Probably the most well-known name for the Holy Spirit is the Paraclete, often translated as the Counselor or Advocate. He is a personal helper. The Holy Spirit is the ever-present, ever-welcome, divine Paraclete (Comforter/Counselor).
No English word adequately translates the Greek word parakletos, according to A.L. Lastinger in “The Parakletos: Our Holy Ally,” particularly in the Scripture where Jesus says, “And I will ask the Father, and he will give you another [Parakletos] Counselor/Comforter to be with you forever—the Spirit of Truth” (John 14:16). The two Greek words which combine to form the term, para meaning “beside” and kaleo meaning “to call,” result in the meaning “to call beside,” says Lastinger. William Barclay, in The Gospel of John, explains Lastinger, the word, though it was used in several ways, was always used of someone called in to help in time of trouble or need.
The context of the word indicates that Jesus was referencing Himself as being the prior Comforter/Counselor and the Holy Spirit as being another Comforter/Counselor. The adjective allos means “another of the same sort.” So, “another Comforter” means one of the same kind as the disciples previously had in Jesus. In other words, the Holy Spirit was to be everything to believers that Jesus had been to the disciples, for He was a Comforter of the same sort.
Lastinger points out that the word allos is close to the origin of the English word “ally.” And “an ally is one who certainly offers more than just moral support; he is willing to throw himself into the conflict and fight alongside his friend for the ultimate goal of victory. Your battle becomes his battle, your enemy, his enemy, and your need his need.” This is the kind of ally or Counselor Jesus left with us. Most of us realize that the Holy Spirit is a Comforter or Counselor or Advocate because of what Jesus said to the disciples: “When I go I will send another Comforter to you” (John 14:16).
How much else do we know about the Holy Spirit? We have heard Him called the third person of the Trinity, and He is. But so often the title Holy Spirit, or “Holy Ghost” as the King James Version translates, evokes in us images of ghost-likeness, mystery, unearthliness, or something intangible and out of the realm of real life. But if we look carefully at Scripture, we see that the Holy Spirit is not an “it” but a person. In fact He is just as much a person as are God the Father and God the Son.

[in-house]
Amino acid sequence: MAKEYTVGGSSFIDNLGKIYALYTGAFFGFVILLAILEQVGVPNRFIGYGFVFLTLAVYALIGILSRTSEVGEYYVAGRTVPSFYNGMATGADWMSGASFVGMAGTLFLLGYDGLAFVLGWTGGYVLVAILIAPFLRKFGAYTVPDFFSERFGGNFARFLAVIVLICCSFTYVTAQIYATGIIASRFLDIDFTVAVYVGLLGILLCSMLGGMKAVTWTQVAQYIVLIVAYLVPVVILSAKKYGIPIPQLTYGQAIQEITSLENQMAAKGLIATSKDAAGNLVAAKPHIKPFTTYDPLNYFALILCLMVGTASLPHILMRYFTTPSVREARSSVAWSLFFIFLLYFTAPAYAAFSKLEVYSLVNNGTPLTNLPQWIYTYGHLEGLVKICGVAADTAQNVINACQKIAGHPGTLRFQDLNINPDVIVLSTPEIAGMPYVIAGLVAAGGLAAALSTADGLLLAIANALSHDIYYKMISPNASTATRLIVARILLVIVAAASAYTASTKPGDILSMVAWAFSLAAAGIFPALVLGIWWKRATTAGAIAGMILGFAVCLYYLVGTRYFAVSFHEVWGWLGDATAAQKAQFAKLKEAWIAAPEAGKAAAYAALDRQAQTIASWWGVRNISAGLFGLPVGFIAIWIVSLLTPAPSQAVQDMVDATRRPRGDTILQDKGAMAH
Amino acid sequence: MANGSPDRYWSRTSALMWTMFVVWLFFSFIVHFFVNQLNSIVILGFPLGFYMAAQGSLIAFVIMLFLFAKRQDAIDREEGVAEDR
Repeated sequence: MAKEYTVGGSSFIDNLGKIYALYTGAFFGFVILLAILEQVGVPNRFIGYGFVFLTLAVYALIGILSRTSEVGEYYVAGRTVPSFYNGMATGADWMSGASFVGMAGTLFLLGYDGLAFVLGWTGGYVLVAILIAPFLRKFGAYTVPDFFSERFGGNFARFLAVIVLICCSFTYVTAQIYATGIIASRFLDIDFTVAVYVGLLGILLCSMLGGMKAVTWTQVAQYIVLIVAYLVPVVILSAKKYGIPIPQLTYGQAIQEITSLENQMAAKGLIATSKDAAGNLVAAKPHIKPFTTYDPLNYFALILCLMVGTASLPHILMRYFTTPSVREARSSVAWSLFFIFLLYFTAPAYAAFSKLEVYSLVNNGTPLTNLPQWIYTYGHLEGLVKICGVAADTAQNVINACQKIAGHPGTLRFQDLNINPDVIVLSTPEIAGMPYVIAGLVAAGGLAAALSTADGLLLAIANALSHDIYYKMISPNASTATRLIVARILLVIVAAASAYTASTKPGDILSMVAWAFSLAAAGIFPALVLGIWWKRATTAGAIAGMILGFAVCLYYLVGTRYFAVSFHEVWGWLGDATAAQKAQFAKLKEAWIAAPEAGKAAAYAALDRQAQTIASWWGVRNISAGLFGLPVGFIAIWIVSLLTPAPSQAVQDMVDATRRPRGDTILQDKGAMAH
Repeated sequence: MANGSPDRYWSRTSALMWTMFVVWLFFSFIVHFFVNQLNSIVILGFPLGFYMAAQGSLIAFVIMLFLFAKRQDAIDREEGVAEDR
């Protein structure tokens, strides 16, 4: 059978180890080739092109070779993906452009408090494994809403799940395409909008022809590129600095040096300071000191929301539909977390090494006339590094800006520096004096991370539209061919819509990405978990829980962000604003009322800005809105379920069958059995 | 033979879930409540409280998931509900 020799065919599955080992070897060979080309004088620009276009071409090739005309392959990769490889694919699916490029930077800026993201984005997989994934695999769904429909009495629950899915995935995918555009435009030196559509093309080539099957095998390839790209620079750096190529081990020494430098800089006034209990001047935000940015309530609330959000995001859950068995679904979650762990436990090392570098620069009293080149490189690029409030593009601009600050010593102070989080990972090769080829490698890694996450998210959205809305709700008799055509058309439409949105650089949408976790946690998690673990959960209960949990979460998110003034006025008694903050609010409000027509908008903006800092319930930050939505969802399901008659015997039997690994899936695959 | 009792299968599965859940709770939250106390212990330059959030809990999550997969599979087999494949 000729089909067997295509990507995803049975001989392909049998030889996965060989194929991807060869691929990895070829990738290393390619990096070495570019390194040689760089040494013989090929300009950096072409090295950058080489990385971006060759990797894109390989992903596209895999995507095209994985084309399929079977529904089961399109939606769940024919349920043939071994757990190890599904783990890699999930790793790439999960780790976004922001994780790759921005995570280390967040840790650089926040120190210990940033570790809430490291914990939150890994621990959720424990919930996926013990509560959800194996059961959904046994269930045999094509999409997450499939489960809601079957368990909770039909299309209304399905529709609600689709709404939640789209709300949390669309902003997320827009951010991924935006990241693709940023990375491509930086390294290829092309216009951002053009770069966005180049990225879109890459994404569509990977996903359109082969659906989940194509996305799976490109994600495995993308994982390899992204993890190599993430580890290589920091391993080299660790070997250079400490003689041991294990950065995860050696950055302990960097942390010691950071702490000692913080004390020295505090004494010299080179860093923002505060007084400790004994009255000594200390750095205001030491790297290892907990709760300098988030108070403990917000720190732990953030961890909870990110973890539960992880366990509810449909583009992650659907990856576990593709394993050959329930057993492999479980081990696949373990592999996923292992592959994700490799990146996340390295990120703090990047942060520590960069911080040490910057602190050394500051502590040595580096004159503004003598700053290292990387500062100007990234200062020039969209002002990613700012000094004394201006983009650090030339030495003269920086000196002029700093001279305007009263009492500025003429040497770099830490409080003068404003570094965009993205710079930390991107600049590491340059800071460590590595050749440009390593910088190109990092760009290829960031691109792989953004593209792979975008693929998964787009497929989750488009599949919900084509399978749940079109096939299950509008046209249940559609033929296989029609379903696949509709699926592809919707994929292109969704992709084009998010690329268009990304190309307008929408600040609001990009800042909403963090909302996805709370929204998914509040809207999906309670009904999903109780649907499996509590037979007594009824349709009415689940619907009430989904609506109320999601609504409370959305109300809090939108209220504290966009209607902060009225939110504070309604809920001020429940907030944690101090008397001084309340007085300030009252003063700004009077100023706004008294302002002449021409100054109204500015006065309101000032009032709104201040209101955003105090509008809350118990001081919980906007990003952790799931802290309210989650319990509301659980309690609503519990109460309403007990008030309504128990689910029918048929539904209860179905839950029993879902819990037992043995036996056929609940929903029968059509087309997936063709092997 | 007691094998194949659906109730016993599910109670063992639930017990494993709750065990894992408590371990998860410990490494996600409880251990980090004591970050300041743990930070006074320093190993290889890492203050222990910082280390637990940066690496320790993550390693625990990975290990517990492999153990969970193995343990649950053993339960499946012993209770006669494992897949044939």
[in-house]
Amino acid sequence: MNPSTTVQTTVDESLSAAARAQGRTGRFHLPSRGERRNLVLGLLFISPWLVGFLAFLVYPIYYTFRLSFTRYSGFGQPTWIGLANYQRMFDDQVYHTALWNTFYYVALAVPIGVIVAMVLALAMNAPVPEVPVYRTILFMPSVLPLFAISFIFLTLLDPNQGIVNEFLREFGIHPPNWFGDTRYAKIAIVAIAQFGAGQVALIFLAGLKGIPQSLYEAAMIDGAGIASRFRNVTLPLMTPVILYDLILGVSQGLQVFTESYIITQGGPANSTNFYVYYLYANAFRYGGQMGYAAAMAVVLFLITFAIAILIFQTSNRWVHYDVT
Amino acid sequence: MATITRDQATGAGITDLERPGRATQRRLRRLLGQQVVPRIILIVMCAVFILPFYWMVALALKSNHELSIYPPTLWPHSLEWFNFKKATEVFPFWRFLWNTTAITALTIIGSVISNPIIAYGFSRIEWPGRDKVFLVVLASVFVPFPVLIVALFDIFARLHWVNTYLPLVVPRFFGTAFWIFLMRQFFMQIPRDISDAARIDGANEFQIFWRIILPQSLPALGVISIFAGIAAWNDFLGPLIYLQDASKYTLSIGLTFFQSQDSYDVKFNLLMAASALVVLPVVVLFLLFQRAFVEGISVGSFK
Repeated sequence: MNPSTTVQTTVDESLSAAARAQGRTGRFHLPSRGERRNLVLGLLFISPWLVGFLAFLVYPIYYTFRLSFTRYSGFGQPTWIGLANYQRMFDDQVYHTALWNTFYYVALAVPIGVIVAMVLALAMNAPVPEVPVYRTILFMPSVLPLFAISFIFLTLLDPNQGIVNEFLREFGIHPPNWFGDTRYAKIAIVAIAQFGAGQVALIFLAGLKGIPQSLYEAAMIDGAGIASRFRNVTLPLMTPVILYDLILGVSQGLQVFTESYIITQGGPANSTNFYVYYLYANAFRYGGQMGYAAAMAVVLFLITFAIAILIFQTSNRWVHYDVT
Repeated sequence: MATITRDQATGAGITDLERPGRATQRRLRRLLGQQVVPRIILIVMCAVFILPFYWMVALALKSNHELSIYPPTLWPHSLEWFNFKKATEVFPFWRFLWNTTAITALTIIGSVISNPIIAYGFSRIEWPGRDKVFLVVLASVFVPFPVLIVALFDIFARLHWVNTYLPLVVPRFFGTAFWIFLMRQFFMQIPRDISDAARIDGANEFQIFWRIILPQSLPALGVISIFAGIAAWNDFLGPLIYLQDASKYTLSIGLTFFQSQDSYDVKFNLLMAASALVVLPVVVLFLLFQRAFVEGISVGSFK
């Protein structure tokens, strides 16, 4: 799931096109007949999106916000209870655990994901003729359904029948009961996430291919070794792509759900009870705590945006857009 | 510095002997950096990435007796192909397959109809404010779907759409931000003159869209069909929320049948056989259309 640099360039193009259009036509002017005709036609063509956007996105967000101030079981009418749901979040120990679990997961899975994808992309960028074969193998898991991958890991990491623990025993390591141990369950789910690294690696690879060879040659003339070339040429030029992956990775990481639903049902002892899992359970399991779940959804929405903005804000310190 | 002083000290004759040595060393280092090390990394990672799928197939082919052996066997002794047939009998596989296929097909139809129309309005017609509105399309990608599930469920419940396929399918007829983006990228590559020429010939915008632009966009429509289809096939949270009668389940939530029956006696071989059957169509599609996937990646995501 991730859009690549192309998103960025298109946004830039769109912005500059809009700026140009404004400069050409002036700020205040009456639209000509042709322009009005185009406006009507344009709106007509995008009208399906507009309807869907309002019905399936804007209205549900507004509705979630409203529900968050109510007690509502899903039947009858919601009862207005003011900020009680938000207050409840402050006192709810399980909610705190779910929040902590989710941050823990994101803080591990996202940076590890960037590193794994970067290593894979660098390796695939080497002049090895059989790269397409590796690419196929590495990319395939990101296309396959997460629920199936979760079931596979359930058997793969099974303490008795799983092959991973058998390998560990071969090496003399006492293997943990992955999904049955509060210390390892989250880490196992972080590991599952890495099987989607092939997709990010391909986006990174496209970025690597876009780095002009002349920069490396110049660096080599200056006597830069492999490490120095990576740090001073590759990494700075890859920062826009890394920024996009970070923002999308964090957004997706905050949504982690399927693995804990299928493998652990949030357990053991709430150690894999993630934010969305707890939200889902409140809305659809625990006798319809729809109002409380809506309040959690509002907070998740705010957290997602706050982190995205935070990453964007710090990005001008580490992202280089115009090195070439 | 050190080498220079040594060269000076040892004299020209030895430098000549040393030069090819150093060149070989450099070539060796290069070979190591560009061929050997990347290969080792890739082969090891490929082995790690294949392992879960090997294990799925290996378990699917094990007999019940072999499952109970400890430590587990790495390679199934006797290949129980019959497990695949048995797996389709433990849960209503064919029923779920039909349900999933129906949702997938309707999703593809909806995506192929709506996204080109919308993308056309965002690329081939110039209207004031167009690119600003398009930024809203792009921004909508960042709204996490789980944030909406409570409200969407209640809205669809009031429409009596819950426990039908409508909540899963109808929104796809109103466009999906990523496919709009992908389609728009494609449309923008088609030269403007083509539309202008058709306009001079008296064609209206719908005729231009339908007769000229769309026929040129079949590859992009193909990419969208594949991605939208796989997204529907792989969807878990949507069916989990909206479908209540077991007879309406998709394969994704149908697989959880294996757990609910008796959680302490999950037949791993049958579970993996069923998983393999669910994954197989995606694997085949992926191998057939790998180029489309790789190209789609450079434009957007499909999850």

He can be spoken against and sinned against (Matt. 12:31-32), He can be lied to (Acts 5:3), He can be provoked (Acts 5:9), He can be resisted (Acts 7:51), and He can be quenched (stifled) (1 Thess. 5:19). All of these are traits we would associate with a person. His ministries are those of a person too—He ministers love, joy, peace, and hope. He is the executive member of the Godhead, the one who performs the will of the Father.
The coming of the Holy Spirit was essentially the out-breathing of God’s own life. According to John Lancaster, in “The Life-Style of the Spirit” (Paraclete 13, #2), this out-breathing of God took place after the resurrection of Christ. So, the breath or Spirit that Christ gave to the disciples was the breath of resurrection life. Resurrection life is divine life. It is victorious over sin. It is a life that has come into contact with sin and triumphed over it. Jesus “communicates this [resurrection] life to us when He breathes the Holy Spirit into us . . . And the essential nature of that life is victorious holiness.”
Holiness is the Holy Spirit’s essential nature. His name bears witness of that fact: Holy Spirit. We are bound to assume, then, that the “church into which Christ has breathed His Holy Spirit will be outstanding for its holiness,” says Lancaster. It is not possible for the church to live in holiness without being baptized with the Holy Spirit. The early church demanded holiness, not only in actions but also in motives. Witness the case of Simon, the sorcerer, (Acts 8:19-23). It was not enough that he would seek for the supernatural experience the disciples had, but Peter demanded that his motives in seeking it should glorify God as well, says Lancaster.
How does the Holy Spirit relate to the human personality? The human intellect is available for the Holy Spirit to use. The greatest truth in the world—the knowledge of the Kingdom of God and of Jesus Himself—will never be known except by those who have the Holy Spirit within them (John 3:5), says Arthur H. Parsons, in “The Personality of the Holy Spirit” (Paraclete 15, #4).